The White House announced on Thursday, that it would provide monetary aid to three nations, with more than $720 million in humanitarian assistance in response to the crisis in Syria, around $152 million for Africa’s Sahel region, and almost $108 million for South Sudan.
Making the announcement at an event in New York, Deputy Secretary of State Stephen Biegun said the money would go “both for Syrians inside the country and for those in desperate need across the region.” He added that these additional funds for Syria would bring total U.S. support since the start of the crisis there to more than $12 billion.
At the same event, acting USAID Administrator John Barsa announced nearly $108 million for the humanitarian crisis in South Sudan, which comes after the recent meet between Sudanese, American, and UAE delegates. It has been speculated that the meeting possibly hinted at the normalization of ties with Israel in exchange for funding.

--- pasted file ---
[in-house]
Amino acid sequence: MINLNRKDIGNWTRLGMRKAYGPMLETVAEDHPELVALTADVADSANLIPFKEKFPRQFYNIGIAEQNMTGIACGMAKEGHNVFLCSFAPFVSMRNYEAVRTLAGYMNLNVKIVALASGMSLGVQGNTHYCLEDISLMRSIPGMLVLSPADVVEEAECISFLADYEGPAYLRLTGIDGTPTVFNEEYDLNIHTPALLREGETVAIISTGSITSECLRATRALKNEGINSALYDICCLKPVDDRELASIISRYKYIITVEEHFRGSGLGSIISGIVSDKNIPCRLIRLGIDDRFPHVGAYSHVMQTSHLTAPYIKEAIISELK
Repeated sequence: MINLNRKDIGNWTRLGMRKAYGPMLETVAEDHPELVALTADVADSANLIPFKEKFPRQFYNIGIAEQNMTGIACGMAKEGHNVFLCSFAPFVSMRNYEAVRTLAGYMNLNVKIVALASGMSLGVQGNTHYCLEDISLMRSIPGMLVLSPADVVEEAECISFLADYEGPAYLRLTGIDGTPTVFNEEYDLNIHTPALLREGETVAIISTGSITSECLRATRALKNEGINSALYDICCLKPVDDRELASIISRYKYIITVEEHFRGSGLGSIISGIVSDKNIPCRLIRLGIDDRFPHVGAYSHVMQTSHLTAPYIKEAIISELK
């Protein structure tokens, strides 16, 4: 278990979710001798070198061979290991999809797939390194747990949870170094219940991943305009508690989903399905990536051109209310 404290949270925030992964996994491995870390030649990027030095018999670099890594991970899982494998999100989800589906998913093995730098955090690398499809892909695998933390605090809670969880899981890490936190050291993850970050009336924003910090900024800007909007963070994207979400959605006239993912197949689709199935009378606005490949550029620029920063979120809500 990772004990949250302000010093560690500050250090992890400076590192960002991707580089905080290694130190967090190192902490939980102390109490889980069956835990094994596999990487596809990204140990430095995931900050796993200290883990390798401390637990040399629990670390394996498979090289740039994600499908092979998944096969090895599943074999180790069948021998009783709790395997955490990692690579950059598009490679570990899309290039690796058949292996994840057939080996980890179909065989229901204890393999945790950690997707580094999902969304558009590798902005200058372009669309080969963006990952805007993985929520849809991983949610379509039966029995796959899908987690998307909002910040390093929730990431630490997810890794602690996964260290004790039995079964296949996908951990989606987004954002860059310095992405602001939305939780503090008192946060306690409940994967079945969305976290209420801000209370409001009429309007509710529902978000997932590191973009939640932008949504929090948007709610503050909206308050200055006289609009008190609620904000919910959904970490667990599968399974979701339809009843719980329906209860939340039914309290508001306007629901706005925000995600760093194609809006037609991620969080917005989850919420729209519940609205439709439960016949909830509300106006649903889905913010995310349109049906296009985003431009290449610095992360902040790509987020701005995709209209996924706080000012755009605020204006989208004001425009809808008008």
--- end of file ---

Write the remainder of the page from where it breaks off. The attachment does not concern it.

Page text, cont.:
Barca also said Washington would provide nearly $152 million in new humanitarian assistance for Niger, Mali, Burkina Faso, and Mauritania to help them cope with population displacements and food insecurity because of conflict in the Sahel region.
Although Syrian authorities blame Western sanctions for civilian hardship in the country, where a collapse of the currency has led to soaring prices and people struggling to afford food and basic supplies, Washington says its sanctions are not intended to harm the people and do not target humanitarian assistance.
U.S. Secretary of State Mike Pompeo said heavy rains, fighting between armed groups, food insecurity, a deteriorating economic situation, and the COVID-19 pandemic had compounded an already dire humanitarian crisis in South Sudan. He said the funds for South Sudan would go to help South Sudanese in the country and in neighboring states.